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Distinguishing Between Risk Factors for Bulimia Nervosa, Binge Eating Disorder, and Purging Disorder.
J Youth Adolesc. 2015 Aug; 44(8):1580-91.JY

Abstract

Binge eating disorder and purging disorder have gained recognition as distinct eating disorder diagnoses, but risk factors for these conditions have not yet been established. This study aimed to evaluate a prospective, mediational model of risk for the full range of binge eating and purging eating disorders, with attention to possible diagnostic differences. Specific aims were to determine, first, whether eating, weight and shape concerns at age 14 would mediate the relationship between parent-perceived childhood overweight at age 10 and a binge eating or purging eating disorder between age 15 and 20, and, second, whether this mediational model would differ across bulimia nervosa, binge eating disorder, and purging disorder. Participants (N = 1,160; 51 % female) were drawn from the Western Australian Pregnancy Cohort (Raine) Study, which has followed children from pre-birth to age 20. Eating disorders were assessed via self-report questionnaires when participants were aged 14, 17 and 20. There were 146 participants (82 % female) with a binge eating or purging eating disorder with onset between age 15 and 20 [bulimia nervosa = 81 (86 % female), binge eating disorder = 43 (74 % female), purging disorder = 22 (77 % female)]. Simple mediation analysis with bootstrapping was used to test the hypothesized model of risk, with early adolescent eating, weight and shape concerns positioned as a mediator between parent-perceived childhood overweight and later onset of a binge eating or purging eating disorder. Subsequently, a conditional process model (a moderated mediation model) was specified to determine if model pathways differed significantly by eating disorder diagnosis. In the simple mediation model, there was a significant indirect effect of parent-perceived childhood overweight on risk for a binge eating or purging eating disorder in late adolescence, mediated by eating, weight and shape concerns in early adolescence. In the conditional process model, this significant indirect effect was not moderated by eating disorder group. The results support a prospective model of risk that applies to bulimia nervosa, binge eating disorder and purging disorder. Common prevention approaches may be possible for bulimia nervosa, binge eating disorder and purging disorder.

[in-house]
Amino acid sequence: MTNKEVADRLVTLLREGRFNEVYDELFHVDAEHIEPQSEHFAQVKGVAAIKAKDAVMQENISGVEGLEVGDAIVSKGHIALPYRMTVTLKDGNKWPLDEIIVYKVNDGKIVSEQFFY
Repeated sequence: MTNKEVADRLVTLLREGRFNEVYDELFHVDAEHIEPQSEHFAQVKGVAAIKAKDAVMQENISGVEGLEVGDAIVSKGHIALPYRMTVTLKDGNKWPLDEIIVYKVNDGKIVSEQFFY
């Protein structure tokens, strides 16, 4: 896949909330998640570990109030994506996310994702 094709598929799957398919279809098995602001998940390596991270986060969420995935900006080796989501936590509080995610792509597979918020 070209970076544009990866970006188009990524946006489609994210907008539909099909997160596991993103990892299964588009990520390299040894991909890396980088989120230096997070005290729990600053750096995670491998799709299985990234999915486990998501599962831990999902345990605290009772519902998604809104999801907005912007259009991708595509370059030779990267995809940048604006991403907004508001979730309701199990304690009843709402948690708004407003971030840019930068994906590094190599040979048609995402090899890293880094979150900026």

Authors+Show Affiliations

School of Psychology, The University of Western Australia, M304, 35 Stirling Hwy, Crawley, WA, 6009, Australia, karina.allen@uwa.edu.au.No affiliation info availableNo affiliation info available

Pub Type(s)

Journal Article
Research Support, Non-U.S. Gov't

Language

eng

PubMed ID

25233874

Citation

Allen, Karina L., et al. "Distinguishing Between Risk Factors for Bulimia Nervosa, Binge Eating Disorder, and Purging Disorder." Journal of Youth and Adolescence, vol. 44, no. 8, 2015, pp. 1580-91.
Allen KL, Byrne SM, Crosby RD. Distinguishing Between Risk Factors for Bulimia Nervosa, Binge Eating Disorder, and Purging Disorder. J Youth Adolesc. 2015;44(8):1580-91.
Allen, K. L., Byrne, S. M., & Crosby, R. D. (2015). Distinguishing Between Risk Factors for Bulimia Nervosa, Binge Eating Disorder, and Purging Disorder. Journal of Youth and Adolescence, 44(8), 1580-91. https://doi.org/10.1007/s10964-014-0186-8